Tuesday: Australia RBA meeting minutes, and the Australian government mid-year economic and fiscal outlook, German IFO survey and US housing starts and building permits.

Wednesday, New Zealand trade balance, and GDP.

Thursday, US Q3 GDP (forecast 3.3% vs previous 3.3%, y/y) Canada November CPI (forecast 0.1% m/m)

Friday, UK Q3 GDP (forecast 0.4% vs previous 0.4%, q/q), US durable goods, (forecast 1.6%) core personal consumption expenditures, Canada October GDP.

The week that was

There wasn’t a lot expected from the three major central bank meetings that were scheduled. Those expectations were met.

Monday, Asia and Europe saw US dollar selling as the greenback pared gains following Friday’s nonfarm payrolls report. The first day of Bitcoin futures trading dominated the news with prices rising over $18,000 from $15,000. The New Zealand government appointed Adrian Orr governor of the Reserve Bank of New Zealand. NZDUSD rallied on the news. Sterling was under pressure the entire day due to Brexit concerns and soft data. EURUSD was rangebound. A bungled bombing attempt created a bit of a stir in the early New York morning but markets suffered no ill effects. The day closed with the US dollar posting gains in pre-FOMC position adjustment trading.

Tuesday, the looming FOMC meeting cast a pall over trading. Asia was as dull as dirt. The impact from UK data, including retail sales, DCLG home prices, PPI and CPI was over in the blink of an eye. EURUSD was a tad offered after a mixed German ZEW report. The US dollar opened in New York with small gains and finished the session with small losses. The tax reform plan wobbled when Kentucky Senator Rand Paul tweeted about his reluctance to support “adding more to already massive $20 trillion debt” USDJPY got spanked. However, position tweaks and better than expected US PPI data drove the greenback to across-the-board gains by the end of the day. Oil prices retreated sharply from the peak of $58.53.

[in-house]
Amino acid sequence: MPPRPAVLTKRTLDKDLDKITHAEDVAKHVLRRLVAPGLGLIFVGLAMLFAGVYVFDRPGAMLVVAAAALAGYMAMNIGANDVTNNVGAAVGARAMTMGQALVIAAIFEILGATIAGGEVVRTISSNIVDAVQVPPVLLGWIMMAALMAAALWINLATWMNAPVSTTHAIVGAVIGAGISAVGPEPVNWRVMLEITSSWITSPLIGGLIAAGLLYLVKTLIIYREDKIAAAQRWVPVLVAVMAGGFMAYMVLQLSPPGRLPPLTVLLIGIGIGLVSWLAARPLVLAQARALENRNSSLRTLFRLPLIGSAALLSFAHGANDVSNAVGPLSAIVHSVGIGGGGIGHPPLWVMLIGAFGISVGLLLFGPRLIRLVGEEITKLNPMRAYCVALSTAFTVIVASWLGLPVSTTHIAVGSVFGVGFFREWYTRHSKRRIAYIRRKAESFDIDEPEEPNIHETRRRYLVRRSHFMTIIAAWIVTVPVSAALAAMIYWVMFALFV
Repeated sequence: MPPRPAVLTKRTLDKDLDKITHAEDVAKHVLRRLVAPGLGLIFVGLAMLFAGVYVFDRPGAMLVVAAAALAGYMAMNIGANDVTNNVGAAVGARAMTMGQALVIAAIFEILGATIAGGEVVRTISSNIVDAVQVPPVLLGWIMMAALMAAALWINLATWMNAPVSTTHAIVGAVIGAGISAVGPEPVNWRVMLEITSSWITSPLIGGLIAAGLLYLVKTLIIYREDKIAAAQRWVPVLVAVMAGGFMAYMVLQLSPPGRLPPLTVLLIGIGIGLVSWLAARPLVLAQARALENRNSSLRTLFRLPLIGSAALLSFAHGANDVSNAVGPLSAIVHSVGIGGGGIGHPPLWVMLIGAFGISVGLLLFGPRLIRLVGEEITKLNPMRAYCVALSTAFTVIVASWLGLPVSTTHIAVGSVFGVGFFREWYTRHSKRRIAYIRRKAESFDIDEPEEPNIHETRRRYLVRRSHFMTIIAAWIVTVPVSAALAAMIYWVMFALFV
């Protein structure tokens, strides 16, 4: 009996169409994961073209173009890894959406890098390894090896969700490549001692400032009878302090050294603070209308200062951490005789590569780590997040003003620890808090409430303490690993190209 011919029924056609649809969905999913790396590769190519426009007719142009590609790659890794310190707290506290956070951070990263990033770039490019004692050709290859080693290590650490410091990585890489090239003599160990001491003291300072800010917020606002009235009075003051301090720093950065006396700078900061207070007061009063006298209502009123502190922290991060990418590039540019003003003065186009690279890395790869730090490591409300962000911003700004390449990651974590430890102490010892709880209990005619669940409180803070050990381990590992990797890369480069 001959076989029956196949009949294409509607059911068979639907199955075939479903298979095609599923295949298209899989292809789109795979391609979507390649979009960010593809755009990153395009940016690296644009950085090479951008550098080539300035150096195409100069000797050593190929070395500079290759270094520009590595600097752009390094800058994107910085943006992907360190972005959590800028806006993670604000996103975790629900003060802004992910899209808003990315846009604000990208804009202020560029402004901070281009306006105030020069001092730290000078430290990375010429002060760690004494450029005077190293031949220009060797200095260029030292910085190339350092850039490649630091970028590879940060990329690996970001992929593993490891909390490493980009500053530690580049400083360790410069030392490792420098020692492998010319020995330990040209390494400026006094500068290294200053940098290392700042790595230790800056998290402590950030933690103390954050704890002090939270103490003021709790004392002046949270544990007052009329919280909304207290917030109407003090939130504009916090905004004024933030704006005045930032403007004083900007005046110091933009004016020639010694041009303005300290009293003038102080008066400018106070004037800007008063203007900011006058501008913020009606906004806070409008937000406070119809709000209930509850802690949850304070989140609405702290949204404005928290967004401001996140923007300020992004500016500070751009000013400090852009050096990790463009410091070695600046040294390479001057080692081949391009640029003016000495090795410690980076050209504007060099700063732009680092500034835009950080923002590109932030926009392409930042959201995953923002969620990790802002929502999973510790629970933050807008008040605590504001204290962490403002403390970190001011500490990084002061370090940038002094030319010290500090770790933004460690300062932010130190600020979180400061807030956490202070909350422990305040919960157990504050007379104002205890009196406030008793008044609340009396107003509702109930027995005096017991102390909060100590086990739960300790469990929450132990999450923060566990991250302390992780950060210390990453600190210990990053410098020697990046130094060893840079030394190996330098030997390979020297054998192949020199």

Wednesday, news that the Democrats beat the Republicans in a special election in Alabama, undermined USDJPY, in a quiet pre-FOMC meeting Asia session. Sterling churned in a 1.3313-1.3366 range when the UK employment report was released. EURUSD traders ignored German inflation data, Eurozone industrial production, and employment reports. The US dollar stumbled on weak vore CPI data and then got the stuffing knocked out of it when the FOMC delivered a dovish rate hike. Gold gained 1.3% while WTI oil prices dropped 2.1%.

Thursday, Asia added to the US dollar’s post-FOMC statement losses. AUDUSD got an added lift from a better than expected employment report. NZDUSD got hit when the new minority government downgraded growth forecasts in its first economic and fiscal report. In Europe, the Swiss National Bank left rates unchanged. So did the Bank of England but a dip in Q4 growth forecasts knocked GBPUSD for a loop. The European Central Bank left rates unchanged and tweaked growth and inflation forecasts higher. The EURUSD rally was cut short when ECB president Draghi reminded markets that substantial stimulus was still needed. US economic reports including retail sales and initial jobless claims beat the forecasts. Despite the strong US data, only sterling and the euro lost ground on the day. USDCAD dove after the Bank of Canada governor appeared to change his mind about the interest rate outlook. Wall Street closed with losses despite Disney buying Fox for $52.1 billion.

Friday, the US dollar opened in New York after a quiet overseas session. Traders were concerned about US tax reform uncertainties after Senator Marco Rubio threatened to vote against the bill.

– Edited by Clare MacCarthy

Categories FX, Foreign Exchange, Currency, Canadian Dollar